Chattahoohee Humane Society introducing ‘varied’ pricing for adoptions

Published 8:00 am Thursday, June 20, 2024

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The Chattahoochee Humane Society (CHS) is changing its adoption fees based on a varying scale per animal to help combat rising vet bills, starting July 1.

CHS Director Amber Mingin said the rates will be based on factors such as animal size, length of stay, etc.

It may also depend on whether the animal came to the shelter already neutered, which takes the financial burden off the shelter.

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However, veterinary expenses often cost more for large dogs than for smaller dogs.

“That varying pricing will hopefully attack some of the vet bills that we’re seeing a huge increase in price on,” she said.

Adoptions at the shelter have seen a jump in numbers since 2023. The shelter recently received its “no-kill” status plaque for 2023.

“We’re really striving to continue with this “no-kill” status,” Mingin said. “We think it’s important to not continue to enable the problem and to give help give people resources.”

Before that, the adoption rates were even lower.

Mingin said the shelter has already made great strides in positive outcomes so far this year.

“We have pretty much a new staff that really cares about the animals, and everyone is like all hands on deck,” she added. “Everybody is helping market them.”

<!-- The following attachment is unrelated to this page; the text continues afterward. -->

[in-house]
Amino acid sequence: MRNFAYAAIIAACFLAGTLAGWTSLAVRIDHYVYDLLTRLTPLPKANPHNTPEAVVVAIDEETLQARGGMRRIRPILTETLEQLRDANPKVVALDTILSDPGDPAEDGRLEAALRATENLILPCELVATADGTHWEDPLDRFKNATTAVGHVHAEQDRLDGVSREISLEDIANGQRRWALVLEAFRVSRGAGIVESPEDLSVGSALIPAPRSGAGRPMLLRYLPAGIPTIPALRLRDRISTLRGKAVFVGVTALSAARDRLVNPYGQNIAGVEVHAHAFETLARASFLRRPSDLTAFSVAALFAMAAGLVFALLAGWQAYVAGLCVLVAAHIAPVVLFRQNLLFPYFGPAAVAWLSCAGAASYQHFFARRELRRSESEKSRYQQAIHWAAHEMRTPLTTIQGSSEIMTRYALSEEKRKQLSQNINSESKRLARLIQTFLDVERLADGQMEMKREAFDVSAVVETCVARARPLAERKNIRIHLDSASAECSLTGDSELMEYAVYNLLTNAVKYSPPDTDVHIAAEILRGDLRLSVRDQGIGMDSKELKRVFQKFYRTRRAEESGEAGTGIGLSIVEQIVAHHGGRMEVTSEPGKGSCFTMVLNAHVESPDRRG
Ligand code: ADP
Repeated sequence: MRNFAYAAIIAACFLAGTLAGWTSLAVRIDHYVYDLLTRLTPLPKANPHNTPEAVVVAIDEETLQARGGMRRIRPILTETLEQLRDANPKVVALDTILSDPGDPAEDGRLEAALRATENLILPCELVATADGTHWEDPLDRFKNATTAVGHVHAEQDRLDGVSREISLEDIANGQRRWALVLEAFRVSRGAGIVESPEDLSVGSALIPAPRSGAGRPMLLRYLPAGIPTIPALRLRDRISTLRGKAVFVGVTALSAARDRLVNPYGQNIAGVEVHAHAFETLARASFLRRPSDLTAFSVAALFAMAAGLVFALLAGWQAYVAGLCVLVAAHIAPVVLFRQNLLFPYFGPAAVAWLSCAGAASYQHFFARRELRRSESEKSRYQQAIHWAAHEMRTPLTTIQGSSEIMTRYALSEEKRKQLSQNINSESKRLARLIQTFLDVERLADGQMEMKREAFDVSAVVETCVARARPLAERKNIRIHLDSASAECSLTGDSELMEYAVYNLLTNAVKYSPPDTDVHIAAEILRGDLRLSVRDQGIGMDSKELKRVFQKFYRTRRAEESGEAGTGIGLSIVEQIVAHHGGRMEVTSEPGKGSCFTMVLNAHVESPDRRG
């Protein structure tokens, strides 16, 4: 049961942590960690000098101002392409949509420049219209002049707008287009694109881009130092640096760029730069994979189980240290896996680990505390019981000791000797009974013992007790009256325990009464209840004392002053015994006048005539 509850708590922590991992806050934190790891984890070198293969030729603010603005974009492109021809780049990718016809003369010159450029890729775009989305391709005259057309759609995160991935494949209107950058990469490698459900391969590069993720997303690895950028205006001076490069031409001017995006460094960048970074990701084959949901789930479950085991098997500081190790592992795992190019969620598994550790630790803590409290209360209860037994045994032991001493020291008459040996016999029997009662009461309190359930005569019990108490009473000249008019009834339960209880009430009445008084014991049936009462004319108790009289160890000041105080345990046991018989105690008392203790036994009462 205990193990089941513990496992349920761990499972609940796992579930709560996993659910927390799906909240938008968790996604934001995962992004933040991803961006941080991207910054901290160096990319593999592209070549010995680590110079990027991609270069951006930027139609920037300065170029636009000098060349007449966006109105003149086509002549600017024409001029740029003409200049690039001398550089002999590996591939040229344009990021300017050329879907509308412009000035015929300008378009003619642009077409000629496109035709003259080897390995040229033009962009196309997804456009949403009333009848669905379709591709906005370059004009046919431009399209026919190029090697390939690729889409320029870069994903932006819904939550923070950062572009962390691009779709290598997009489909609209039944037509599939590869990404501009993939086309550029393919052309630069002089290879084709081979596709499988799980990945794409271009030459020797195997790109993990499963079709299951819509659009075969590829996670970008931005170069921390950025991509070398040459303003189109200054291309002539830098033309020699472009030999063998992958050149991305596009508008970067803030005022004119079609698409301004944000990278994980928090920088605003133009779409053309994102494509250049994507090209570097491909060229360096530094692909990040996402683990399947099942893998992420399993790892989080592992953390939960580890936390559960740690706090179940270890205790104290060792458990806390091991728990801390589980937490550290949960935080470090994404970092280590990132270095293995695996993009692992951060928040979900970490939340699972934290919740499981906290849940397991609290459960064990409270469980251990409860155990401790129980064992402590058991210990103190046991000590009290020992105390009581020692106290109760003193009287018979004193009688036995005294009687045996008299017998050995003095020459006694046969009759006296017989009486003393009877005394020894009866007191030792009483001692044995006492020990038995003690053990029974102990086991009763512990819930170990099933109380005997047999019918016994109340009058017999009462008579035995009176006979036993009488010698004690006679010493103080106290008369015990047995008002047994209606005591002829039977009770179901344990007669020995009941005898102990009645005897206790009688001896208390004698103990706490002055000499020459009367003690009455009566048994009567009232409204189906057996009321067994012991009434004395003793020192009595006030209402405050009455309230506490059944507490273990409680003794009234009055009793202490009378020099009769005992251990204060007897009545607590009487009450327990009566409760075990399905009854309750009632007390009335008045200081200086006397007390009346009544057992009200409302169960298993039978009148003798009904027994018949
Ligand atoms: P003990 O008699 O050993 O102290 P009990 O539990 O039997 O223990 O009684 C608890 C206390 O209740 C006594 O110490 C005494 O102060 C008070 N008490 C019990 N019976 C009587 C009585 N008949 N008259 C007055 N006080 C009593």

The shelter has adoption events every first and third Saturday of the month.

Still, Mingin said the shelter leadership has been considering raising prices as a supplement to the veterinary costs that have been accruing.

“I never want an animal to come in and us look at them and have to determine whether we have enough money to send them to the vet or not,” Mingin said. “I want every animal to get equal care.”

The shelter has had an outbreak of Parvo on top of a feline virus spreading through the shelter. Parvo treatments can end up costing hundreds of dollars for a single dog, much less a shelter full of them.

Besides the medical emergency cases, though, Mingin said the regular vet bills are putting the shelter in the negative.

Each animal taken in by the shelter has to go to the veterinarian to be fully vaccinated.

Mingin said they also receive deworming, heartworm treatments and other minor treatments.

“All of that stuff costs around $200 [for dogs] so if we’re doing an adoption for $100, we’re losing almost $100 on each dog and about $65 on each cat,” Mingin said.

To be precise, dog vaccinations cost $200 while cat vaccinations run a bit lower at $165. And this is before being spayed and neutered.

“We know that inflation is bad. We know dog food is high, we know vet bills are high, and that’s why we want to continue to work with people like doing their payment plans,” she added.

Mingin said that the shelter operates on a strict budget, especially after employees are paid, and the shelter often relies on funding from grants and programs for much of the expenses. Last year, the shelter received a sizeable grant from the Charter Foundation for improvement projects.

Mingin said she has met with the city of Valley leadership about submitting a proposal for expansion. But part of an expansion would include being able to pay dedicated staff to run the shelter, Mingin said.

They also continue to sell t-shirts for $20 at Riverside Veterinary. Mingin said they look for any opportunities for added revenue coupled with advertising for the shelter.